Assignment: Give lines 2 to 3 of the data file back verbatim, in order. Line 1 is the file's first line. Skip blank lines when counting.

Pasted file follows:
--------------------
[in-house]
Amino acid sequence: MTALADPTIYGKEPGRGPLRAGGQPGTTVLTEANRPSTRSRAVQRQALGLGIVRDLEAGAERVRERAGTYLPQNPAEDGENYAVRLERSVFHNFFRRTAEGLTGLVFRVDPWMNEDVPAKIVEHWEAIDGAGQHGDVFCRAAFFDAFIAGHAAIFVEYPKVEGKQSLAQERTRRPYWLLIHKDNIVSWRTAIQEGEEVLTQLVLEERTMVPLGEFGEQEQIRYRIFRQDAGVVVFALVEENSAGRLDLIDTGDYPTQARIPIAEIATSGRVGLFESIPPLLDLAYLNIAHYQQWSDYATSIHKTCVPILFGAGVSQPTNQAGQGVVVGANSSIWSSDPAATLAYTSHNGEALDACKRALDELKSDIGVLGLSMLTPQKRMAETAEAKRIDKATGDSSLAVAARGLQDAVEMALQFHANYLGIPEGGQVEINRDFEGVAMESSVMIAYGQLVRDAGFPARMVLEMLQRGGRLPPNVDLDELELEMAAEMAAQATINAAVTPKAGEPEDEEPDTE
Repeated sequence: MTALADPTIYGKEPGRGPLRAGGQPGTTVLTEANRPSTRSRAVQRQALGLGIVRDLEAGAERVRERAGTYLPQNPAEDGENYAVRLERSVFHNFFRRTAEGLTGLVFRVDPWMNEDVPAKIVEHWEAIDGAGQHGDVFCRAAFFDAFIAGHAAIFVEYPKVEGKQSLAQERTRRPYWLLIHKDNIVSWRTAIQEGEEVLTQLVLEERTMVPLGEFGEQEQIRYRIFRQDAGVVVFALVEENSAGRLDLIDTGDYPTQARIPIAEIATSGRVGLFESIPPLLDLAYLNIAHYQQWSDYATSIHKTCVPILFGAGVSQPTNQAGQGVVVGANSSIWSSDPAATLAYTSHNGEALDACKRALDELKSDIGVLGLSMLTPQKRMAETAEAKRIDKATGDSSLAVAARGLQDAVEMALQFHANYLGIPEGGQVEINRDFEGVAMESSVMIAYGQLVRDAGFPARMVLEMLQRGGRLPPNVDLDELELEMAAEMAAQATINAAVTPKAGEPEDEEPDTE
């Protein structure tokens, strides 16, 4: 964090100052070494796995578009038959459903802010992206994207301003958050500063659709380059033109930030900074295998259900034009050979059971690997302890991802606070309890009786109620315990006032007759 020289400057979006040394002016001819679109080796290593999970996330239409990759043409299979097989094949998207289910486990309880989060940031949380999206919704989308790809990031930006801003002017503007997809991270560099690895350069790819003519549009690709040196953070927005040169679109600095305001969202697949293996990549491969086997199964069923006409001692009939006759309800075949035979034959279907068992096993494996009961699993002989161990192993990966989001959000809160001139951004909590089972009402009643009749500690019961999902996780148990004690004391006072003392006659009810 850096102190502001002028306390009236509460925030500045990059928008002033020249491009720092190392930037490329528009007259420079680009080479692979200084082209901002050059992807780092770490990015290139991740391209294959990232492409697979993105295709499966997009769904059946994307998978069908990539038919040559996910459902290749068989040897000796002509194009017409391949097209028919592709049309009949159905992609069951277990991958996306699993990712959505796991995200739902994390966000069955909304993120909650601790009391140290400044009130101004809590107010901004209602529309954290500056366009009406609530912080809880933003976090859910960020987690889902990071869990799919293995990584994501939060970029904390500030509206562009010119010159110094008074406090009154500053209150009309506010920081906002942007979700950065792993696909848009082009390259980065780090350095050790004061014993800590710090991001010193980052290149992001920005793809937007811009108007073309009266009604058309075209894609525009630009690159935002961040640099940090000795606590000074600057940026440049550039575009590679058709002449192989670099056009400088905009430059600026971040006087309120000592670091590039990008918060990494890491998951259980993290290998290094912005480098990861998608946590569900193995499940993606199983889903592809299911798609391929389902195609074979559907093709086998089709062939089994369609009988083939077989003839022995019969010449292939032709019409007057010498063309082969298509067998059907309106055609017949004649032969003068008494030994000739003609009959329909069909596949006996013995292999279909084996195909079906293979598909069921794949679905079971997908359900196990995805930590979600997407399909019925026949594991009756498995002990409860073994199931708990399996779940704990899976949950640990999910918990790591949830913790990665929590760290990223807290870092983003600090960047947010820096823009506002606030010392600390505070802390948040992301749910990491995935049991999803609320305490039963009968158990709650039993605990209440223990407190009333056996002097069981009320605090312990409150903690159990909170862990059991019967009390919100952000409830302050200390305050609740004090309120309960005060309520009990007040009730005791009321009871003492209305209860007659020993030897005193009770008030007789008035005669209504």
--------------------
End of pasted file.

Amino acid sequence: MTALADPTIYGKEPGRGPLRAGGQPGTTVLTEANRPSTRSRAVQRQALGLGIVRDLEAGAERVRERAGTYLPQNPAEDGENYAVRLERSVFHNFFRRTAEGLTGLVFRVDPWMNEDVPAKIVEHWEAIDGAGQHGDVFCRAAFFDAFIAGHAAIFVEYPKVEGKQSLAQERTRRPYWLLIHKDNIVSWRTAIQEGEEVLTQLVLEERTMVPLGEFGEQEQIRYRIFRQDAGVVVFALVEENSAGRLDLIDTGDYPTQARIPIAEIATSGRVGLFESIPPLLDLAYLNIAHYQQWSDYATSIHKTCVPILFGAGVSQPTNQAGQGVVVGANSSIWSSDPAATLAYTSHNGEALDACKRALDELKSDIGVLGLSMLTPQKRMAETAEAKRIDKATGDSSLAVAARGLQDAVEMALQFHANYLGIPEGGQVEINRDFEGVAMESSVMIAYGQLVRDAGFPARMVLEMLQRGGRLPPNVDLDELELEMAAEMAAQATINAAVTPKAGEPEDEEPDTE
Repeated sequence: MTALADPTIYGKEPGRGPLRAGGQPGTTVLTEANRPSTRSRAVQRQALGLGIVRDLEAGAERVRERAGTYLPQNPAEDGENYAVRLERSVFHNFFRRTAEGLTGLVFRVDPWMNEDVPAKIVEHWEAIDGAGQHGDVFCRAAFFDAFIAGHAAIFVEYPKVEGKQSLAQERTRRPYWLLIHKDNIVSWRTAIQEGEEVLTQLVLEERTMVPLGEFGEQEQIRYRIFRQDAGVVVFALVEENSAGRLDLIDTGDYPTQARIPIAEIATSGRVGLFESIPPLLDLAYLNIAHYQQWSDYATSIHKTCVPILFGAGVSQPTNQAGQGVVVGANSSIWSSDPAATLAYTSHNGEALDACKRALDELKSDIGVLGLSMLTPQKRMAETAEAKRIDKATGDSSLAVAARGLQDAVEMALQFHANYLGIPEGGQVEINRDFEGVAMESSVMIAYGQLVRDAGFPARMVLEMLQRGGRLPPNVDLDELELEMAAEMAAQATINAAVTPKAGEPEDEEPDTE